The Republican agenda is becoming more severely conservative, not less so


All of that supposed soul-searching by Republicans in the wake of their losses in the November elections has not resulted in any discernible moderation.

Quite the contrary seems to be the case, as Tim Dickinson EXPLAINS:

After watching voters punish the GOP in the 2012 elections, Republican elites have been talking a brave game about reforms that would make the party less repulsive to Latinos, women and gay-friendly millennials. Florida Sen. Marco Rubio, the GOP’s hip-hop-quoting young standard-bearer, is pressing conservatives to back an amnesty for undocumented immigrants. Dozens of party stalwarts, headlined by former Utah Gov. Jon Huntsman, renounced their opposition to gay marriage in a Supreme Court brief. GOP bigwigs have even launched New Republican – a group modeled after Bill Clinton’s centrist Democratic Leadership Council – which seeks to rebrand the party as “colorblind,” “not anti-government” and dedicated to “ending corporate welfare.”

Don’t be fooled. On the ground, a very different reality is unfolding: In the Republican-led Congress, GOP-dominated statehouses and even before the nation’s highest court, the reactionary impulses of the Republican Party appear unbowed. Across the nation, the GOP’s severely conservative agenda – which seeks to impose job-killing austerity, to roll back voting and reproductive rights, to deprive the working poor of health care, and to destroy agencies that protect the environment from industry and consumers from predatory banks – is moving forward under full steam.

The hardcore rump of the party is even working to punish moderate outliers like New Jersey Gov. Chris Christie – the party’s most popular leader – who was denied a speaking role at the conservative movement’s annual convention, CPAC. Today’s GOP may desperately need to remake itself as “culturally modern, environmentally responsible and economically inclusive,” argues David Frum, a veteran of the George W. Bush White House, but it remains, he says, in the throes of a “Tea Party tantrum.”

As it works to lock in as many retrograde policies as possible before it finally chooses to either modernize or die, the Republican Party is like a wounded beast: Rarely has it been more dangerous.


If this is the “new” Republican party, it looks even more radical than your father’s, or even your grandfather’s. A leading new face on the party’s right flank – Sen. Ted Cruz of Texas – recalls a famous 1950s Republican right down to the crook in his nose. Channeling Sen. Joseph McCarthy, Cruz has declared Barack Obama to be “the most radical” president in our history, adding that Obama was educated at Harvard Law School by “Marxists” who, Cruz insists, “believed in the Communists overthrowing the United States government.”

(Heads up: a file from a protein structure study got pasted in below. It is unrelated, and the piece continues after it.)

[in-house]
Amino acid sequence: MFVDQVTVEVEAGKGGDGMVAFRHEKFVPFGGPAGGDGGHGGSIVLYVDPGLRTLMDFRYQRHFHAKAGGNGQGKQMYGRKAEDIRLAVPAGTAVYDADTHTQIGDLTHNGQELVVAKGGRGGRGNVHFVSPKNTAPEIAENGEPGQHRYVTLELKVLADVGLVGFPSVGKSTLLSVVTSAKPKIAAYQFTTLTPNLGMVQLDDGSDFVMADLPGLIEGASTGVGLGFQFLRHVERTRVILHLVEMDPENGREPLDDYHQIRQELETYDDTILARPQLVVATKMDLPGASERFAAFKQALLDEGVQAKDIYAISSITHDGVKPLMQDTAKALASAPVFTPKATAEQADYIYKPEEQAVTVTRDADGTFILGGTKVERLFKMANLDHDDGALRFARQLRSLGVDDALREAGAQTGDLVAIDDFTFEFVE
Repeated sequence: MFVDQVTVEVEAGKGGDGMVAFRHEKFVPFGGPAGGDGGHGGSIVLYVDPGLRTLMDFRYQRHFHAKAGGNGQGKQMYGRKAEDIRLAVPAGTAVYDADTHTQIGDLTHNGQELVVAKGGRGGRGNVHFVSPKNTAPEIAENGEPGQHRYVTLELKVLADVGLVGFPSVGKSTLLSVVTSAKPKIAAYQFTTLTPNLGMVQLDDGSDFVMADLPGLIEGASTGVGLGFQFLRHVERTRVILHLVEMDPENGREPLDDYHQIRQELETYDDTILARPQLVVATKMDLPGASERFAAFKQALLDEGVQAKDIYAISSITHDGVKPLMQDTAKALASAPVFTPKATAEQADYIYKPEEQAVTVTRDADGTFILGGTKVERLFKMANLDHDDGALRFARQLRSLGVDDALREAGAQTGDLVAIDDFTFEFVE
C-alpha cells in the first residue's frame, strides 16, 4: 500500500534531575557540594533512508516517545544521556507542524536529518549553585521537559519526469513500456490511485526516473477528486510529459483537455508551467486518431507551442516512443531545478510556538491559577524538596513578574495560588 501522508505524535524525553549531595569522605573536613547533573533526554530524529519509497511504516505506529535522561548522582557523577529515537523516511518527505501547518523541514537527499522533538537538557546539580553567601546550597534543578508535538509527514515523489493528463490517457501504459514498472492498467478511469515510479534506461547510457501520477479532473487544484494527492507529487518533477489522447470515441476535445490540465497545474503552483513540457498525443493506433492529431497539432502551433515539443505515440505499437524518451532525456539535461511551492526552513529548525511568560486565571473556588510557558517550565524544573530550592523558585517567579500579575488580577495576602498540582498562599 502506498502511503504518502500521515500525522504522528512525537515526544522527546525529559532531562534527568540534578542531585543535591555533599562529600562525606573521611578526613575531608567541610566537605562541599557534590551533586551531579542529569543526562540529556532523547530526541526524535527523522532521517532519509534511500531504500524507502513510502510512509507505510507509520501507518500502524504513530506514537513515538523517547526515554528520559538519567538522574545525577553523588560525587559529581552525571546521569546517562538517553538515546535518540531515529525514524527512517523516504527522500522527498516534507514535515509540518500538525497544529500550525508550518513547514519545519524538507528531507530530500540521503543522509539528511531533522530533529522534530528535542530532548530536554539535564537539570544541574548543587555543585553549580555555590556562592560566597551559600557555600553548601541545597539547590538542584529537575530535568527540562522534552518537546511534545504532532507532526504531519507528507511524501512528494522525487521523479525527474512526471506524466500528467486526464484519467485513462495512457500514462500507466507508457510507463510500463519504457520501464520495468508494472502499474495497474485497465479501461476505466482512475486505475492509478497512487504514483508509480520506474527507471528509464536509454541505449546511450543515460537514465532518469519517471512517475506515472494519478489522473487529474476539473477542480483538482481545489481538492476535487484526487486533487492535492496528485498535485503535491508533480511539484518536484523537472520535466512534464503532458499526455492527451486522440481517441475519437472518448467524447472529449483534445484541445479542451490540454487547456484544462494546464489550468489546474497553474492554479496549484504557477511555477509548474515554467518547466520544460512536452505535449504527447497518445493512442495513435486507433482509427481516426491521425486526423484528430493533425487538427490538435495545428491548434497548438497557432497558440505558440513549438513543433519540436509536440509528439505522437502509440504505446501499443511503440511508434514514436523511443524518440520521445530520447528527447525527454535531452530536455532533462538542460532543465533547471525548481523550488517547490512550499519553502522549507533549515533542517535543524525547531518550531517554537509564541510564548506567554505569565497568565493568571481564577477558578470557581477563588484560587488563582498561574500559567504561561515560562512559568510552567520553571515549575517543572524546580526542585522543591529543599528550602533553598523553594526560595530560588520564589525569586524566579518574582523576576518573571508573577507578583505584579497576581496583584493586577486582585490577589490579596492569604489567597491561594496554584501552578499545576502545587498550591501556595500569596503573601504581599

It may be tempting to believe that danger posed by the GOP’s lunatic fringe is cabined off in the House and the states of the Great Flyover. But 2014 is already looming, and vulnerable Democrats will be contesting Senate seats in red states from Alaska to Arkansas and Louisiana to South Dakota, as well as in hotly contested battlegrounds like Virginia and North Carolina. Flip just six seats, and the GOP will control Congress – and set the agenda of the last two years of the Obama administration. Here’s hoping that when the next wave of Todd Akins or Richard Mourdocks charge onto the scene – mouthing off about “legitimate rape” or the latest Tea Party cause célèbre, that the American body politic has the good sense to shut that whole thing down.


1 Comment

  1. We need to work on separating the “Republicans” from the “Conservatives”.
    These principles are more aligned with today’s “Libertarian” than they are with “Republican”.

    Anything labelled as “Social Conservative” is not really “Conservative” at all. Even people that refer to themselves as “Conservatives” might not actually be.

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